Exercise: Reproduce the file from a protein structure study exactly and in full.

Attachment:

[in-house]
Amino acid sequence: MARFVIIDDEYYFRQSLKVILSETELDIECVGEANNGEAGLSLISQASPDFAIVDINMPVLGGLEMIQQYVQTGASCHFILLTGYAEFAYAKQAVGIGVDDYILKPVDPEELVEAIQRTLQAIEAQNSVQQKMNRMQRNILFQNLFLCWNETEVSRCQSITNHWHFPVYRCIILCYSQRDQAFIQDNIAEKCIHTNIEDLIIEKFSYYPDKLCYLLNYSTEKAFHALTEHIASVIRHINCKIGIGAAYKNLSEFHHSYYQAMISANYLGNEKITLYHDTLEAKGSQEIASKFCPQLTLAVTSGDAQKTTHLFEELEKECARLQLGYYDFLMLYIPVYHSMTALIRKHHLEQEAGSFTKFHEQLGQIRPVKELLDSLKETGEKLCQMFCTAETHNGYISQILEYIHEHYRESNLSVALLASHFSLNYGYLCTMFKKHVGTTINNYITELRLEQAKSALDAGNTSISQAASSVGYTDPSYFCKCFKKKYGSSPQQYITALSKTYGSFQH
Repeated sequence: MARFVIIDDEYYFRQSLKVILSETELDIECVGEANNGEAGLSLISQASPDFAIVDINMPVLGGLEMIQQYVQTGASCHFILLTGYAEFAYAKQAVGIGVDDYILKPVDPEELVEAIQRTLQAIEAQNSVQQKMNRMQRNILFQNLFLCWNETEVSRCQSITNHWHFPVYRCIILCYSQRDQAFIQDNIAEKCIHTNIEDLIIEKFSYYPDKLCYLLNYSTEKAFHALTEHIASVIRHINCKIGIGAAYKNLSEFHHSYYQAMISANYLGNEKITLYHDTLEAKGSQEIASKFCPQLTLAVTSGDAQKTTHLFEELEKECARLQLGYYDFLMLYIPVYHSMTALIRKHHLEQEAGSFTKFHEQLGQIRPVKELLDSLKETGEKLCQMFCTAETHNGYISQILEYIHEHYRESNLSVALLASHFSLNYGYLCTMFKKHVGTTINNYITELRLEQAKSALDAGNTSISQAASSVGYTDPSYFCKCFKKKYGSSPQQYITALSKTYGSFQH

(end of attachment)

[in-house]
Amino acid sequence: MARFVIIDDEYYFRQSLKVILSETELDIECVGEANNGEAGLSLISQASPDFAIVDINMPVLGGLEMIQQYVQTGASCHFILLTGYAEFAYAKQAVGIGVDDYILKPVDPEELVEAIQRTLQAIEAQNSVQQKMNRMQRNILFQNLFLCWNETEVSRCQSITNHWHFPVYRCIILCYSQRDQAFIQDNIAEKCIHTNIEDLIIEKFSYYPDKLCYLLNYSTEKAFHALTEHIASVIRHINCKIGIGAAYKNLSEFHHSYYQAMISANYLGNEKITLYHDTLEAKGSQEIASKFCPQLTLAVTSGDAQKTTHLFEELEKECARLQLGYYDFLMLYIPVYHSMTALIRKHHLEQEAGSFTKFHEQLGQIRPVKELLDSLKETGEKLCQMFCTAETHNGYISQILEYIHEHYRESNLSVALLASHFSLNYGYLCTMFKKHVGTTINNYITELRLEQAKSALDAGNTSISQAASSVGYTDPSYFCKCFKKKYGSSPQQYITALSKTYGSFQH
Repeated sequence: MARFVIIDDEYYFRQSLKVILSETELDIECVGEANNGEAGLSLISQASPDFAIVDINMPVLGGLEMIQQYVQTGASCHFILLTGYAEFAYAKQAVGIGVDDYILKPVDPEELVEAIQRTLQAIEAQNSVQQKMNRMQRNILFQNLFLCWNETEVSRCQSITNHWHFPVYRCIILCYSQRDQAFIQDNIAEKCIHTNIEDLIIEKFSYYPDKLCYLLNYSTEKAFHALTEHIASVIRHINCKIGIGAAYKNLSEFHHSYYQAMISANYLGNEKITLYHDTLEAKGSQEIASKFCPQLTLAVTSGDAQKTTHLFEELEKECARLQLGYYDFLMLYIPVYHSMTALIRKHHLEQEAGSFTKFHEQLGQIRPVKELLDSLKETGEKLCQMFCTAETHNGYISQILEYIHEHYRESNLSVALLASHFSLNYGYLCTMFKKHVGTTINNYITELRLEQAKSALDAGNTSISQAASSVGYTDPSYFCKCFKKKYGSSPQQYITALSKTYGSFQH